Charges like that could equal the same amount of money you would be paying in the interest you thought you were passing by. Be sure you’re aware of the cons of no-interest cards, as well as the pros.

Get Your Reading Glasses

Always read the fine print. That amazing offer may have some exclusions and exceptions and other unpleasant surprises. The credit card company may be looking for a certain kind of cardholder too; after all, they’re in business to make money. You may not be the customer the credit card company is looking for; you may have too many credit cards, to begin with, or have a credit rating that may not be acceptable.

Find out which of the reward rules are subject to change, and if there are any expiration dates or winning rewards. If you are not great at reading the fine print, find somebody who is, or call the credit card customer service line and get your answers.

Avoid Grubby Fingers

Don’t think for a minute that nobody is on to your credit card churning plan. The credit card companies can get rather jealous. They don’t want to share with you. Credit card companies don’t like applicants who are opening too many credit cards in a short period of time. This could mean 24 hours or 24 months.

Be Overly Protective of Your Credit Score

A credit score is an overview of your credit history and payback behavior. Making timely monthly payments and not defaulting on any of your credit cards or loans, and you’ll be on the right path. It also helps to keep your ratio of credit-cards-to-debt rather low.

Always consider your credit score before you consider credit card churning.

Know What You’re Getting Into

When it comes to credit card churning, stay woke. Consistently. Know exactly what the offer is, and what you need to do to get it. Know the deadline for spending the money that will make you eligible for the rewards.

Keep up on your progress toward your rewards goal; how much more do you have to spend and how much more time do you have before the offer expires?

When to Avoid Credit Card Churning

Think of credit card churning as a privilege you have to earn rather than a right that doesn’t require prior deliberation. If you fall into any of these following categories, think twice before opening another credit card.

The biggest takeaway here is if you have credit card debt, it doesn’t make sense to continue to rack up debt in the name of credit card churning—instead, it’s best to make a plan to get out of credit card debt ASAP.

If Your Credit is Bad

Credit card rewards are meant for customers with good-to-excellent credit, not for customers with late payments or delinquent accounts. Think of this as an opportunity to work up your credit score. Once you do, you may be eligible for some offers.

If You’re About to Take on More Debt

Are you about to sign a mortgage, or are on the verge of a car or school loan? Applying for extra credit cards for the sake of their rewards will more than likely affect your credit score, thereby possibly standing in the way of your loan request.

If you’re thinking about credit card churning, wait until after you secure that all-important loan, or at least wait until your loan is approved, your payments are underway and your monthly budget adjusts to the debt increases.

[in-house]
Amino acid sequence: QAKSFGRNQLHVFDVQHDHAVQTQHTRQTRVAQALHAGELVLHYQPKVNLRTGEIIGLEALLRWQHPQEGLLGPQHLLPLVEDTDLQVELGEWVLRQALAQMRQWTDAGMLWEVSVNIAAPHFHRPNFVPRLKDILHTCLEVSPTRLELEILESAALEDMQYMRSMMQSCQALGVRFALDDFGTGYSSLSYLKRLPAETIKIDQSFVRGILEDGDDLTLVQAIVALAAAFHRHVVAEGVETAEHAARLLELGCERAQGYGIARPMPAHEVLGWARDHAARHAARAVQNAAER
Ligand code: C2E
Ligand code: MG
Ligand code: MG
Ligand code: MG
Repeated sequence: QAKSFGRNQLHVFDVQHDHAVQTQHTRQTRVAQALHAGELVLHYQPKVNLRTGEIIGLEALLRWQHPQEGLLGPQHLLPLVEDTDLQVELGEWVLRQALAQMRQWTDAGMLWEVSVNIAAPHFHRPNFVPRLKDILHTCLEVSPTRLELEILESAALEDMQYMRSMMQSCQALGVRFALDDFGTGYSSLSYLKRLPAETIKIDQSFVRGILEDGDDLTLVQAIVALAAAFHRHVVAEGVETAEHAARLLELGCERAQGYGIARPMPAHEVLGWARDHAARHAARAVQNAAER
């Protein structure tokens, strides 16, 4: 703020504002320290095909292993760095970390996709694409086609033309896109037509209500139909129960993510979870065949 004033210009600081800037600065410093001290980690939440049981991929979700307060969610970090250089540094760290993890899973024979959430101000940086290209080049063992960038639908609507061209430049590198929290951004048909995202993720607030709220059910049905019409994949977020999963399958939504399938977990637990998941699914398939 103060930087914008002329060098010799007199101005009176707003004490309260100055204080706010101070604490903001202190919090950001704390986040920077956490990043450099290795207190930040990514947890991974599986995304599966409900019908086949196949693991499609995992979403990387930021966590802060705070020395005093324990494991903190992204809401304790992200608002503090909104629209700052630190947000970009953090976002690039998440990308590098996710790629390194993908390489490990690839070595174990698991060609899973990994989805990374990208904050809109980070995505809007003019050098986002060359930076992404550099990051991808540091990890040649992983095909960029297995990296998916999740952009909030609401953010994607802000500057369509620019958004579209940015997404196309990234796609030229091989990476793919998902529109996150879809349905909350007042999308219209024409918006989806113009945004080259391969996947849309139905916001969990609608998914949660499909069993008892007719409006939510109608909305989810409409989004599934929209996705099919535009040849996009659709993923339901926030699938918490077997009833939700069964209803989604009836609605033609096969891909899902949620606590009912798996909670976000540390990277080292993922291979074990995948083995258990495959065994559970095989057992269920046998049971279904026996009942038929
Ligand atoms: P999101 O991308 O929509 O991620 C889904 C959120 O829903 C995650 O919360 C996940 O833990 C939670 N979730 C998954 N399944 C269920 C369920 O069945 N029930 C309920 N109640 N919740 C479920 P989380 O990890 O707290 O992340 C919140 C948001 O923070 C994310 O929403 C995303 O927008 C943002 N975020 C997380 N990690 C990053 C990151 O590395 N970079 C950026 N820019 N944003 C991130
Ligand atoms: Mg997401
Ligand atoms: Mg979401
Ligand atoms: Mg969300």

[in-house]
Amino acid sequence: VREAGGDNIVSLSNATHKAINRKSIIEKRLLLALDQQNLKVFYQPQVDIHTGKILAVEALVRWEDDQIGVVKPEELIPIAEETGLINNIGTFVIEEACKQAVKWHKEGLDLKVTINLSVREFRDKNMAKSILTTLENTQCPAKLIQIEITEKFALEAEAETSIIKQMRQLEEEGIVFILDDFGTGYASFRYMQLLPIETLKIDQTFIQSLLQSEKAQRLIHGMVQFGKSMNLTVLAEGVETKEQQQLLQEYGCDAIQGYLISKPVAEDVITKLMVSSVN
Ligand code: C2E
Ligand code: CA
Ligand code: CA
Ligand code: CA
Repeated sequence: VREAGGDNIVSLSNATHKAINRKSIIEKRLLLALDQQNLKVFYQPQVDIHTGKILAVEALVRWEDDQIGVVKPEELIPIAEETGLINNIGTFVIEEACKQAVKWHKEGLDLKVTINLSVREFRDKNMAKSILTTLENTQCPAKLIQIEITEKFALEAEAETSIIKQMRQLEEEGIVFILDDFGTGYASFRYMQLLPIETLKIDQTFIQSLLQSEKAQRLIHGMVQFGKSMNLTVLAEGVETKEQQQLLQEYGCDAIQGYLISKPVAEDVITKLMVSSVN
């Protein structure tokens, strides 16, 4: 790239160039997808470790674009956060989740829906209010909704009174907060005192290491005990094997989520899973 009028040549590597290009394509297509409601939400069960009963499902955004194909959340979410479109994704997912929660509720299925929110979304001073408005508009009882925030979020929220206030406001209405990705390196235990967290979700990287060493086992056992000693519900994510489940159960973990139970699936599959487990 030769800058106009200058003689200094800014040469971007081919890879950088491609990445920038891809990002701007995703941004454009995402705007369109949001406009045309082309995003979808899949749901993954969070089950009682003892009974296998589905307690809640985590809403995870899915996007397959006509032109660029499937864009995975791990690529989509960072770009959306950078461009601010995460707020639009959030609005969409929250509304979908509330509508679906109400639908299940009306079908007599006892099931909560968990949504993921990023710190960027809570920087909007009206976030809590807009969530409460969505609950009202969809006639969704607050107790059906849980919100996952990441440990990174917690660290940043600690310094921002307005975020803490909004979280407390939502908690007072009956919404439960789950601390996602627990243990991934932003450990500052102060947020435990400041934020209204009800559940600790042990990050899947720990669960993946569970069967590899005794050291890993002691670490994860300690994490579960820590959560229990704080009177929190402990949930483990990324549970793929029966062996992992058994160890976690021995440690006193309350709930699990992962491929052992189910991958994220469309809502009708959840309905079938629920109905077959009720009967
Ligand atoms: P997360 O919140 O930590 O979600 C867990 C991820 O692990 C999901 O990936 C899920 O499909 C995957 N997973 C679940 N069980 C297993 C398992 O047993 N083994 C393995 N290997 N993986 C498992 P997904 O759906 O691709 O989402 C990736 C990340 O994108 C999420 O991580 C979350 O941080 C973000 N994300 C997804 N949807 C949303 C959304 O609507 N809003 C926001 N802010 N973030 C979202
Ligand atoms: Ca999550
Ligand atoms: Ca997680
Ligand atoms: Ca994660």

If You Don’t Use a Credit Card That Often

Not over-using a credit card shows reserve, discipline, and smarts. However, your lack of credit card usage may not make sense for a credit card churn. In some cases, credit cards will only grant you rewards if you spend a certain amount of money, which means increasing your spending (and your debt).

That sounds like a slippery slope to us, and no amount of rewards in the world is worth high credit-card usage and suddenly unmanageable debt.

If You’re Already Earning Rewards on Your Credit Cards

Some credit cards offer travel points and other rewards, without you having to get into a spending contest.

If you are pretty disciplined about your monthly spending and careful about avoiding too much debt, you’ll probably already steadily earning points and rewards on the credit cards you have. Call customer service and ask what you are eligible for.

If This is Your First Credit Card

Usually, getting your very first credit card is a chance to prove that you are responsible with credit. You can use that first card to spend wisely and prudently, and pay your balance in full each month. This will build and strengthen your credit score, and keep your finances on the straight and narrow.

If you get involved with credit card churning right off the bat, it could lead to trouble that you don’t need when you’re first establishing credit. Fixing credit once it is broken takes a long time, and can stand in the way of the things you may want and need to buy. Wait until you’re further along in the credit game, and when you’re earning money to handle a bit more debt.

Don’t Let Credit Card Churning Get the Best of You

Credit card churning can be more harmful than it appears on the surface. It can lead to confusion, missteps, and more unmanageable debt.

It may be helpful to organize your finances. Talking to a financial planner may help you see the big picture and help you organize your different lines of credit.

You may also consider an account like SoFi Money®. SoFi Money is a cash management account where you can save, spend, and earn, all in one place. Plus, you’ll pay no account fees and earn 0.20% APY on all your cash.

We work hard to give you high interest and charge no account fees. With that in mind, our interest rates and fees charged are subject to change at any time

Ready to get your finances in order? Try SoFi Money!